First Time Linux


Java is a very popular, established language, with a wide variety of applications including server-side web programming, applets running in browsers, and applications running just about everywhere - it can run on a huge range of hardware from mobile phones and handheld devices through desktops and servers through to massive mainframes.

To get started with java programming, you first need to get hold of a development kit, called a JDK or SDK. Unlike some other languages, like perl or bash scripts, running java is a two-step process - firstly the code is compiled into a runnable form, and then the compiled code is executed. Therefore if all you want to do is run other people's java, you just need a runtime environment, or JRE, but if you want to write your own you need the compiler that comes with the JDK.

In these days of free (and Free) software, there are open source implementations of java software as well as the official versions provided by Sun. However if you have no particular aversion to having non-free software on your system, you might as well get the official thing.

Well, actually, there are two official things, one is provided by Sun itself and made available from their Sun J2SE page (current version is at J2SE 1.5.0). The second is provided by (currently under JDK-1.4.2 in 'downloads'). Blackdown take the binaries from Sun and port them to various architectures for linux. And as Sun don't support the Java3D libraries for linux, I needed the Blackdown version of Java3D and so took their version of the JDK as well. With Blackdown the download is a .bin which installs smoothly (although it isn't an rpm).

Update: Since Sun released the java code into the open-source community, the installation process is more straightforward - for Mandriva there are now official rpms available from the Mandriva repositories (eg java-1.6.0-sun- and java-1.6.0-sun-devel- And of course the other flavours of java runtimes, including the really really free ones, are also still available.

As an extra note, itself seems to have died, which makes getting java3d a lot more difficult than it was.

Checking the install

The JDK is a set of command-line tools, so open a console and check that the JDK is available:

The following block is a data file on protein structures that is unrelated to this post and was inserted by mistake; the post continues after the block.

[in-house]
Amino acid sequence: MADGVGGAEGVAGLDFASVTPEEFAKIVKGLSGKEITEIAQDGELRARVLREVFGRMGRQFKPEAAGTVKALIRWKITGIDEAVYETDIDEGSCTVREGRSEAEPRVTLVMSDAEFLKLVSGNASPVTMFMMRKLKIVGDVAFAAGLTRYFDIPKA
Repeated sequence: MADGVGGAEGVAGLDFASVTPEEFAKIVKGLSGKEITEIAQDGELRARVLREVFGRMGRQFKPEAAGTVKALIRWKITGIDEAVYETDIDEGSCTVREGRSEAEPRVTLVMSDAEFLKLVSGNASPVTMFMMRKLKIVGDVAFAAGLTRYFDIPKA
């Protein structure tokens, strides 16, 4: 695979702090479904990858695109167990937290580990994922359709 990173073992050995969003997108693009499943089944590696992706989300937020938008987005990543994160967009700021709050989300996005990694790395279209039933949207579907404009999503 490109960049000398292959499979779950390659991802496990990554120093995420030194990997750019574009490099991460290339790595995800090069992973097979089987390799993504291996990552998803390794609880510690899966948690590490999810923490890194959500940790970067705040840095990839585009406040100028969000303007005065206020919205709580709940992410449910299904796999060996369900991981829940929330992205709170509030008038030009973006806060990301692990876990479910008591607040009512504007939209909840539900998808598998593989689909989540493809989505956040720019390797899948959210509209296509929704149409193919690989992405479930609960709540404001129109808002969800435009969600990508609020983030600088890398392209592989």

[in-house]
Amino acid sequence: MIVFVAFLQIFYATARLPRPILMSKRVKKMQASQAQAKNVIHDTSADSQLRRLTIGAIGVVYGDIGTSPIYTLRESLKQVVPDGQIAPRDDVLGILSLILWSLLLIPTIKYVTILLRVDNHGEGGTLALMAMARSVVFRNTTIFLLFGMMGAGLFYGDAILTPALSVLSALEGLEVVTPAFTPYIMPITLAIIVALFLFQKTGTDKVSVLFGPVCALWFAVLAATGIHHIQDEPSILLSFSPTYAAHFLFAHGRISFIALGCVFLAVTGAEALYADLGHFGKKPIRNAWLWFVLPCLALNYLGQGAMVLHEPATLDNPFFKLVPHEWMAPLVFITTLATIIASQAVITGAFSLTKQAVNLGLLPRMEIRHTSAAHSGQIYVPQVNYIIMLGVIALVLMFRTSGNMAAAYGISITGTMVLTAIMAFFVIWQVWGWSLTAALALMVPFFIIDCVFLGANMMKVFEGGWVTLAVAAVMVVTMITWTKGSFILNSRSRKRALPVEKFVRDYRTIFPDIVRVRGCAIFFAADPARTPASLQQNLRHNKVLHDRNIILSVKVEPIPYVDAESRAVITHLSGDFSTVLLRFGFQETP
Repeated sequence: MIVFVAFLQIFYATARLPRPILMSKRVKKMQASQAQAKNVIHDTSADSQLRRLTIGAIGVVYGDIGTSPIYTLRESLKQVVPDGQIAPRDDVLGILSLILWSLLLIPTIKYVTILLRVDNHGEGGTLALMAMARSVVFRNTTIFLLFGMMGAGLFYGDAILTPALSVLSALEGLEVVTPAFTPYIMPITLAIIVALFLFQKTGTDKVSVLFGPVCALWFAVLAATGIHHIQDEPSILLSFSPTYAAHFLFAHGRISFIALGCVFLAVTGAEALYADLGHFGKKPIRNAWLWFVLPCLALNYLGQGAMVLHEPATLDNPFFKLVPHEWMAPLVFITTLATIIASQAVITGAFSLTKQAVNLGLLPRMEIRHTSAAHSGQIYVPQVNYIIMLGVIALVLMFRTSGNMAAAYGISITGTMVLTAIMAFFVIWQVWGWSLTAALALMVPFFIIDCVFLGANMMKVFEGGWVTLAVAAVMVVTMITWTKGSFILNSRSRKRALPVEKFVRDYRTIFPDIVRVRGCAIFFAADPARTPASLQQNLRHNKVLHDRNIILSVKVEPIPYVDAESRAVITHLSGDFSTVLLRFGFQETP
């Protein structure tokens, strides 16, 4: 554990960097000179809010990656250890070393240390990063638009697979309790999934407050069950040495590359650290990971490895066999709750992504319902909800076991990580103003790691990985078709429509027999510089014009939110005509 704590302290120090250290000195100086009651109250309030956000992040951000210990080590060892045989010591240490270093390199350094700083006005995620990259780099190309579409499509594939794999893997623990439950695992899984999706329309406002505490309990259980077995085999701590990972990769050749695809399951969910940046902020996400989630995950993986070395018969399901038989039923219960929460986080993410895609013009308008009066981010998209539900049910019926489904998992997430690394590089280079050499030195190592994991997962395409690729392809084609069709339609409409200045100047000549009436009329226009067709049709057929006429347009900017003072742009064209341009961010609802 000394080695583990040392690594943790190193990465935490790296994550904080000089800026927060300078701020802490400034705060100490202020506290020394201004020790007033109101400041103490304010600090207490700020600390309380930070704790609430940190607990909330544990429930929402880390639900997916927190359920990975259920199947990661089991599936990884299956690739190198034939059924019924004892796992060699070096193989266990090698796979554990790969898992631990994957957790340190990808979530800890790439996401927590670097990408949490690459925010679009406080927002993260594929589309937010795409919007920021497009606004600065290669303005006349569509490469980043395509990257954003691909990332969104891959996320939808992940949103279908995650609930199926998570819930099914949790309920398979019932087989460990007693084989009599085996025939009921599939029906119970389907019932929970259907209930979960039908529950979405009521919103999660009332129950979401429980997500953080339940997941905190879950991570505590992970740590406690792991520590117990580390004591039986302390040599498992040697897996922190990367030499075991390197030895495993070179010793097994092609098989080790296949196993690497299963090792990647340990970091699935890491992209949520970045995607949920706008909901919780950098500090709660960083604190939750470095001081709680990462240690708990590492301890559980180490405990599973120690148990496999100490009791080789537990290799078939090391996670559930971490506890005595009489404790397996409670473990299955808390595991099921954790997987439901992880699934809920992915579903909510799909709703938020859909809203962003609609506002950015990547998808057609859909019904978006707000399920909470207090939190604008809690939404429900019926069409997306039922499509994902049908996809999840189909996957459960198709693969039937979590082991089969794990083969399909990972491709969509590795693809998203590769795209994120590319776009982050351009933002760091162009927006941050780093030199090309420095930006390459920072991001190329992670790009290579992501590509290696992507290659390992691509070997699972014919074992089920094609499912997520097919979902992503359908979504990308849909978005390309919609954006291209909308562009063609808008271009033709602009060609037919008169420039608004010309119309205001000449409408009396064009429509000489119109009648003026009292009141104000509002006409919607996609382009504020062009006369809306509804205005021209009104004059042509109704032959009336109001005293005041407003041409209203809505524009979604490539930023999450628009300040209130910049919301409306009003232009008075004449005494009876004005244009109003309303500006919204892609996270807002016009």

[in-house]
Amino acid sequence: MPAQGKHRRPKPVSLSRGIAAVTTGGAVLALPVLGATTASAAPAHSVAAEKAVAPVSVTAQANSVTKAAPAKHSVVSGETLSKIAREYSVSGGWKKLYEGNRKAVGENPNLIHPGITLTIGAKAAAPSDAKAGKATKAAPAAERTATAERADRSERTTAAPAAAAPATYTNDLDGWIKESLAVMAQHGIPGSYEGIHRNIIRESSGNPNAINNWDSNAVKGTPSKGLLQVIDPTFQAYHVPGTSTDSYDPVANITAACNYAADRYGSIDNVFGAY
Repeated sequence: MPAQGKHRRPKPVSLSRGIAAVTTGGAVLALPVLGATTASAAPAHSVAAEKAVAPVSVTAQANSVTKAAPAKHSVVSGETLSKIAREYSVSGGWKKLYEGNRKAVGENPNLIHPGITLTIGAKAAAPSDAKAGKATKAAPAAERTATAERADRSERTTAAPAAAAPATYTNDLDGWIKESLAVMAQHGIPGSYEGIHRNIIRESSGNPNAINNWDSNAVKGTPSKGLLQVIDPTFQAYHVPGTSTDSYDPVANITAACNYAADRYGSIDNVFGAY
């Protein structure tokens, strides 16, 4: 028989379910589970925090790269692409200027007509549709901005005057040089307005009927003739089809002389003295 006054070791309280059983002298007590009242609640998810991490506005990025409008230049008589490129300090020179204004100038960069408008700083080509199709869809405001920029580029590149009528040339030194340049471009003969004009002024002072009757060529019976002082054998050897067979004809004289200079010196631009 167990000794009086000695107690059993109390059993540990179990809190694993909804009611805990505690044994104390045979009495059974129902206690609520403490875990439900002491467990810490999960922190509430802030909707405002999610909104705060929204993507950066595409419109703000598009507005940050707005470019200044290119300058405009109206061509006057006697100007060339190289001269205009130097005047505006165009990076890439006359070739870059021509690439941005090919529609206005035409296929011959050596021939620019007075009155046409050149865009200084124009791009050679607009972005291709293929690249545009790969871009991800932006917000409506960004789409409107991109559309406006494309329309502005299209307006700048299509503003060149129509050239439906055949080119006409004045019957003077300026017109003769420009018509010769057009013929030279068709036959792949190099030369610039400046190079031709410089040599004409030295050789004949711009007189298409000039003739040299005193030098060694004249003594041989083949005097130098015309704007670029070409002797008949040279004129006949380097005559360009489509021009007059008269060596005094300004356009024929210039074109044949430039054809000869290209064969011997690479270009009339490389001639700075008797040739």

$ java -version
java version "1.4.2"
Java(TM) 2 Runtime Environment, Standard Edition (build Blackdown-1.4.2)
Java HotSpot(TM) Client VM (build Blackdown-1.4.2-fcs, mixed mode)

In this case it's showing a Blackdown version of the JDK 1.4.2. If this command doesn't work, and it reports "command not found", it's possible you need to include the path to the JDK binary directory in your $PATH environment variable. Check with a fully-qualified path to the java executable:

$ /usr/share/j2sdk1.4.2/bin/java -version

If this works, you can add the directory to your $PATH:

$ PATH=$PATH:/usr/share/j2sdk1.4.2/bin

and then just call java directly. You can add this path-setting command to your bash file ~/.bashrc so it gets added for each new console you open.

The first program

So let's write our first java program and make sure that the compiler and runtime environment both work. Make a new directory and use a text editor to make a new text file in this directory. It doesn't matter which editor you use, whether a GUI like KWrite or Kate, or a console-based one like vi or emacs. The file should have the following contents:

class TestJava
	public static void main(String[] args)
		System.out.println("Java is working!");

Now save this file as - the filename must match the class name TestJava which we specified in the first line of the file.

Now that we've got our source code for our (very simple!) program, we need to compile it to make a runnable file. Open a console and go to the directory in which you saved the file Now use the command javac to compile the program: